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    Re: True Distance vs. Observed Distance
    From: Frank Reed
    Date: 2012 Sep 18, 12:53 -0700

    Greg, your diagram is fine, but there was no need to place the zenith right between the objects. Indeed the WHOLE POINT of the neat little approximation that I have been talking about is that it does not depend on the locations of the stars relative to the zenith either in location or in orientation, just so long as both stars are above 45 degrees in altitude. The correction is 0.1' per 5 degrees of distance. And since refraction shrinks the constellations, what we measure is slightly smaller than what would be seen by that fictitious geocentric observer for whom the stars are charted.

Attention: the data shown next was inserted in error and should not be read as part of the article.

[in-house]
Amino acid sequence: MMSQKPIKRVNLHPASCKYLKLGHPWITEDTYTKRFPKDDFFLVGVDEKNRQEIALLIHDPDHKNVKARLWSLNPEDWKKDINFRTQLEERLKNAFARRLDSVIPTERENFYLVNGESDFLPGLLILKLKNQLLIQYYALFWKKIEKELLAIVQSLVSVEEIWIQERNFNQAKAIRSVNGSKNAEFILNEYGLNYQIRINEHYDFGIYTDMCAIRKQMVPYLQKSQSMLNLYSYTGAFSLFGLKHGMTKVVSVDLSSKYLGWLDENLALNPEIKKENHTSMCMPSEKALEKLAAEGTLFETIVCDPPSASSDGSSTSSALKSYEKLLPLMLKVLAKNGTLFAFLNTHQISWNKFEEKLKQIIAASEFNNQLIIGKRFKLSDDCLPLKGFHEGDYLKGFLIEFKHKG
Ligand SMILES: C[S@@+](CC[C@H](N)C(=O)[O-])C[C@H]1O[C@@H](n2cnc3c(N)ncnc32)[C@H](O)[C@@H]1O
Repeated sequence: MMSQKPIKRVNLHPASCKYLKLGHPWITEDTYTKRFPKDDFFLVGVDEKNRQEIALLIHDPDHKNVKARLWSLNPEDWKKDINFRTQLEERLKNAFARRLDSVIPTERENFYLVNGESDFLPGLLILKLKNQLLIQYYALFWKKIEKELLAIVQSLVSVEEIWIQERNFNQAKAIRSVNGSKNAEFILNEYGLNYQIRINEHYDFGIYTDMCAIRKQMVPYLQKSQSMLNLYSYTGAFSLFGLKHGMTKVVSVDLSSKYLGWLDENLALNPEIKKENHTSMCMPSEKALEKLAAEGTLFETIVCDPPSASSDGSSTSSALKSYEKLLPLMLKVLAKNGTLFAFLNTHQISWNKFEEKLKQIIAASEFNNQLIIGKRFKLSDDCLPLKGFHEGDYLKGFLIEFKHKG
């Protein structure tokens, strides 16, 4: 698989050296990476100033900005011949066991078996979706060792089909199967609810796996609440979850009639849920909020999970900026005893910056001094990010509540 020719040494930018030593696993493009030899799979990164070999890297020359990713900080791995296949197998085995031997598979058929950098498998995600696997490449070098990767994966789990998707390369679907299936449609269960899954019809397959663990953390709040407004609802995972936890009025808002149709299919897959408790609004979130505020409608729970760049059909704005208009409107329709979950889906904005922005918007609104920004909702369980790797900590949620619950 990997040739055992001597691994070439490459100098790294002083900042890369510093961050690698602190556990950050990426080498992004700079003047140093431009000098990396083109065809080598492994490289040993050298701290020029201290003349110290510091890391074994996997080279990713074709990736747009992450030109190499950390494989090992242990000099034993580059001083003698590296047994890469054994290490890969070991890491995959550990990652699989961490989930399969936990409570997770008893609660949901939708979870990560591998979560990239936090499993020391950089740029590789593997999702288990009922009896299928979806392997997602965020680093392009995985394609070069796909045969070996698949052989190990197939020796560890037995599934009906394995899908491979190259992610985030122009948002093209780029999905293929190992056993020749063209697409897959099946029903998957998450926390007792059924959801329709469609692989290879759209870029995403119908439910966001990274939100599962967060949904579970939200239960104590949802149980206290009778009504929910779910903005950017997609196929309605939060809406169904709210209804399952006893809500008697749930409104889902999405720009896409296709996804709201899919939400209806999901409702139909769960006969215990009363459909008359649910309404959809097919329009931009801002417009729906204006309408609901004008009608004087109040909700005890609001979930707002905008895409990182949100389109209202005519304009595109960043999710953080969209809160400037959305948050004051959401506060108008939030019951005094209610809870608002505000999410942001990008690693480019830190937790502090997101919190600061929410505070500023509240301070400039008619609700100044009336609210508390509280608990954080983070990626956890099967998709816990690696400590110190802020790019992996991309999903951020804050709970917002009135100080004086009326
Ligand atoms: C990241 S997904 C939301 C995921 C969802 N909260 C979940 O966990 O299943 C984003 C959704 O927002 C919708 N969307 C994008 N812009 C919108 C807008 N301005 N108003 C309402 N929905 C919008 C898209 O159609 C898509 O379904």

So WHY does this work? FIRST, let's recall that refraction for altitudes not too close to the horizon is approximately given by 1'*tan(z). That is, one minute of arc multipled by the tangent of the zenith distance. This is a good approximation down to 20 or 30 degrees altitude depending on the level of accuracy you want. NEXT, remember that the tangent of small angles is nearly equal to the angle (when the angle is expressed as a pure number or "in radians" as they say). And in fact, even up to 45 degrees, the tangent is a rather slowly varying function. If you remember your high school trig, the graph of the tangent function takes off as you approach 90 degrees, but below 45 degrees, it's nearly a straight line. This means that we can get a fairly good approximation for the refraction of a single star's altitude by dropping the tangent altogether and using 1'*z (z still in radians). The KEY POINT here is that the refraction is directly proportional to the zenith distance. The amount is near enough to 0.1' for every five degrees. So far this gives us one special case: a single star at some arbitrary altitude above 45 degrees and another star at the zenith. Refraction compresses that distance by 0.1' for every five degrees of distance.